This listing is for a most unique item. It is a match safe or calling card case presented at a special retirement dinner for New York's District Attorney, William Travers Jerome. The match safe has the names of its presenters engraved on the back in the form of their autographs including that of S.L. CLEMENS (Mark Twain). Twain was noted as having given a speech at this dinner for Jerome whom he greatly admired. Jerome was famous at the time for prosecuting Harry K. Thaw, the murderer of Stanford White. The list of names on the back reads like a "Whos Who" of New York at the time. It is difficult to make all the 16 names but they appear to be: Joseph H. Choate; David H. Greer; Edward M. Shepard; S.L. Clemens; Thomas Hastings; R. Fulton Cutting; E?? McEneny?; Austen G. Fox; F.P. Dunne; William Rand Jr.; C.? Abron?; Elbridge T. Gerry; Norman Hapgood; Jno. W.L. Nash; Henry W. Taft; Walter Danrich.
This case was sold in 2001 by Robert Slotta of Admirable Books to Mr. David Copley of the Copley Press, owner of the San Diego Union Tribune, presumably for the Twain collection at the Copley Library of La Jolla, Ca. This case was purchased at the estate sale of of Mr. Copley; apparently the case never made it into the Copley Library.
Case measures 3-1/2" tall, 1-3/4" wide and 1/4" deep.
It is hallmarked at the base with the makes name "Gross".
Original sale document is included.
Condition: The overall condition is as you would expect from an object of substantial age that has been displayed/handled/used, usually over the lifetimes of several owners. Several small dings.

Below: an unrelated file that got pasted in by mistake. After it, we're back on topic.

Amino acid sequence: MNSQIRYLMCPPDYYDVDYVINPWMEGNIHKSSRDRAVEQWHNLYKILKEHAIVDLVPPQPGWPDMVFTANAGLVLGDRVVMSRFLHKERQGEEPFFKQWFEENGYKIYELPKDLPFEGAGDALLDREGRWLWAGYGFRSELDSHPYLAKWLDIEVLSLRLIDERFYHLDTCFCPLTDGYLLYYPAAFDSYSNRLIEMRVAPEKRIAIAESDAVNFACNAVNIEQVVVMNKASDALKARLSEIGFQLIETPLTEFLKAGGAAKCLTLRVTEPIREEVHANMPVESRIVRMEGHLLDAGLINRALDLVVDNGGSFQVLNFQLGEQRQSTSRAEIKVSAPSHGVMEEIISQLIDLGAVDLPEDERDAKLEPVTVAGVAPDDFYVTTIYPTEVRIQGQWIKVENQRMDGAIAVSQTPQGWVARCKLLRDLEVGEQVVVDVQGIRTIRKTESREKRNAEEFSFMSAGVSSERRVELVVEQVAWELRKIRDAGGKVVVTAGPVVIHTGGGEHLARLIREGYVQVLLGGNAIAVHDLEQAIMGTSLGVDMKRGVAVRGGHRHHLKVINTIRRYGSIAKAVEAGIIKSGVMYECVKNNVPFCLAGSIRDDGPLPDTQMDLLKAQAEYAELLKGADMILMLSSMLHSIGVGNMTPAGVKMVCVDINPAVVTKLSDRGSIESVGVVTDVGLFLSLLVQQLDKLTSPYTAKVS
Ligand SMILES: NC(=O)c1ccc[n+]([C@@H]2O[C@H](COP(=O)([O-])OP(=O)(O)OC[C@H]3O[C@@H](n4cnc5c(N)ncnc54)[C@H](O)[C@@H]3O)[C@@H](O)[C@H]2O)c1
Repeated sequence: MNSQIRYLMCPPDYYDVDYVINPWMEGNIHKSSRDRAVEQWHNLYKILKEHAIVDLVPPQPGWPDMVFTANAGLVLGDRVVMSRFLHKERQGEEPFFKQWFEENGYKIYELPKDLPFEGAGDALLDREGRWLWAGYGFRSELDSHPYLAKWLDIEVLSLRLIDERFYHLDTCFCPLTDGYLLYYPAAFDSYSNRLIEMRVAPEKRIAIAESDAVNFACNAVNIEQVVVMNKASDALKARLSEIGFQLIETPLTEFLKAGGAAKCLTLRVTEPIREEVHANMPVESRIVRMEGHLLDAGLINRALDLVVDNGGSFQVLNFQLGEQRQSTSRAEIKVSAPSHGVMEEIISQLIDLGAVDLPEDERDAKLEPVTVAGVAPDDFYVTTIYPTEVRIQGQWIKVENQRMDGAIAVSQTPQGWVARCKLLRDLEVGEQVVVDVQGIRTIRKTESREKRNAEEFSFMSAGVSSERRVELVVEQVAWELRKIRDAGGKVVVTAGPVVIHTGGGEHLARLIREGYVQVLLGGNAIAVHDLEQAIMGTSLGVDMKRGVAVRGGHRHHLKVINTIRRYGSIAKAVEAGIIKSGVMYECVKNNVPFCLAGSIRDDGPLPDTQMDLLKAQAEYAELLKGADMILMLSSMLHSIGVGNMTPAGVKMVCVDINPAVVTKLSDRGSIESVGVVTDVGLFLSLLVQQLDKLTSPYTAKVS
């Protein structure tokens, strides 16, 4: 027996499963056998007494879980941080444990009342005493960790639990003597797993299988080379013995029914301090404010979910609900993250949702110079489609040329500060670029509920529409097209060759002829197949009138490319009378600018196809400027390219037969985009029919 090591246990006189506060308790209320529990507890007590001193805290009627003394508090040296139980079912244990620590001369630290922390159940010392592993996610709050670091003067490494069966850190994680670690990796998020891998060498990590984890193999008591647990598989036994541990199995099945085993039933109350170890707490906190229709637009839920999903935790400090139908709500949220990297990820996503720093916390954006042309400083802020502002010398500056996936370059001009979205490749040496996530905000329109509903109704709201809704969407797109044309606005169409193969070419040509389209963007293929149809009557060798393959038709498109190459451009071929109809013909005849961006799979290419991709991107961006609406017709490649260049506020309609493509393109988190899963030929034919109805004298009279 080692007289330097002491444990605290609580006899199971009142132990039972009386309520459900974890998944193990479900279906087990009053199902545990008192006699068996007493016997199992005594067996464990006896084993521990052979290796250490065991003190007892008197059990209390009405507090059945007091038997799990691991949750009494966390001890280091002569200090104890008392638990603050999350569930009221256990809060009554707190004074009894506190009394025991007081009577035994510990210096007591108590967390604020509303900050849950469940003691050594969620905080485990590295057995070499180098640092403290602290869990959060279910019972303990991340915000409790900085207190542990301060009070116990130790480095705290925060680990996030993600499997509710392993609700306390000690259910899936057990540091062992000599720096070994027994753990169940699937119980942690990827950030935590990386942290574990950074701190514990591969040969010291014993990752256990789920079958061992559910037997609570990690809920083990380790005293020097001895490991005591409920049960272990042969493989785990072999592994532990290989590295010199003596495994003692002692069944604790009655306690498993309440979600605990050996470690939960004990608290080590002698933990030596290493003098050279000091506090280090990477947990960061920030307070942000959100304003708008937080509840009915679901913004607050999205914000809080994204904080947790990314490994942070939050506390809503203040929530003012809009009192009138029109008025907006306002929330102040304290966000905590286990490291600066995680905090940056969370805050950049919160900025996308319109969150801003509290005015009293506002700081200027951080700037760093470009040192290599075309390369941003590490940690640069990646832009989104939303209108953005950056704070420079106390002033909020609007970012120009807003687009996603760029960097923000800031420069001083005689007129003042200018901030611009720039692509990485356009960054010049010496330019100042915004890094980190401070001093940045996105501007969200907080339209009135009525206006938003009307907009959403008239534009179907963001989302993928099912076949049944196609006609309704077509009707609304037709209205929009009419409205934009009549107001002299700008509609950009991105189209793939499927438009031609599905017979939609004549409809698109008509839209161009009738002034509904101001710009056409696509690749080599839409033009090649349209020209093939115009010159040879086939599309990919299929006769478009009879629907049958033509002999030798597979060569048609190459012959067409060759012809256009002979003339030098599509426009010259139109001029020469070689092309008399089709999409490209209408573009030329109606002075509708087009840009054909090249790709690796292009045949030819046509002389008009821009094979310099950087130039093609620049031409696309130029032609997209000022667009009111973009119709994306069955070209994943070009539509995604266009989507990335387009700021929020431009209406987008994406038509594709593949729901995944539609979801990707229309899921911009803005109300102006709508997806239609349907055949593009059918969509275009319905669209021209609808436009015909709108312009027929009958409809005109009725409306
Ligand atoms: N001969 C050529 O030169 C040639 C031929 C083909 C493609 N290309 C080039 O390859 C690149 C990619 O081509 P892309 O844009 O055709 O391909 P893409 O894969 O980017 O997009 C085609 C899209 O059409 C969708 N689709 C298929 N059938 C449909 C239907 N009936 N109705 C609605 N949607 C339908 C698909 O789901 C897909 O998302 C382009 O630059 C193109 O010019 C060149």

The New York Times, May 8, 1909 JEROME REVIEWS HIS OFFICIAL YEARS District Attorney Tells of What He Has Done at a Dinner Given Him by Friends. NO HINT OF FUTURE PLANS Speaker Says he Still Has Faith In Reform and Wishes to Work for Civic Betterment District Attorney William Travers Jerome was entertained last night at a dinner at Delmonico's given by more than 300 of his friends and admirers, and every effort was made by the diners to express their confidence in the integrity and good judgment of the guest of honor in the conduct of his office. It was for this purpose that the dinner was arranged by a committee of citizens headed by Joseph H. Choate. It was noteworthy, however, that there was no mention of Mr. Jerome as a future factor in politics. It was understood that this subject was taboo. Mr. Jerome himself reviewed his entire official career, through the early stages of great popularity and the later times of criticism and discouragement, but said not one word of his future hopes and plans. The dinner was given in the gold dining hall of Delmonico's, the only touch of color to the room coming from large American flags festooned over the speakers' table, and at either end of the hall. Most of the guest were lawyers, but they included also men of every shade of political opinion, men prominent in the official life of the city, members of the judiciary, and men prominent in literary and education life. Practically all the courts of the city except Special Sessions were represented. Edward M. Shepard, who in the absence of Mr. Choate in Washington was toastmaster, presented Mr. Jerome as the first speaker. Mr. Shepard admitted that he had not approved all that the District Attorney had done, nor had always sanctioned his course in leaving other things undone. He said he had admired Mr. Jerome's personal and intellectual qualities, but far more because he had the strength not to yield to popular clamor in prosecuting suspected offenders when there was no evidence to justify such prosecution. "He has shown himself steadfast and courageous to do what he saw with the light of God it was his duty to do," said Mr. Shepard, amid applause. Introduced as the last word on all public questions and public men, Mark Twain, who was one of the committee to arrange for the dinner, said in part: "Indeed, that is very sudden. I was not informed that the verdict was going to depend upon my judgment, but that makes not the least difference in the world, when you already know all about it. It is not any matter when you called upon to express it; you can get up and to it, and my verdict has already been recorded in my heart and in my head, as regards Mr. Jerome and his administration of the criminal affairs of this county. "I voted for Mr. Jerome in those old days, and I should like to vote for him again, if he runs for any office. [Applause.] I moved out of New York, and that is the reason, I suppose, I cannot vote for him again. There may be some way, but I have not found it out. But now, I am a farmer, a farmer up in Connecticut, and winning laurels. Those people already speak with such high favor, admiration, of my farming, and they say that I am the only man that has ever come to that region who could make two blades of grass grow where only three grew before. [Laughter.] "Well, I cannot vote for him. You see that. As it stands now, I cannot. I am crippled in that way and to that extent, for I would ever so much like to do it. I am not a Congress, and I cannot distribute pensions, and I don't know any other legitimate way to buy a vote. [Laughter.] But if I should think any legitimate way, I shall make use it, and then I shall vote for Mr. Jerome."
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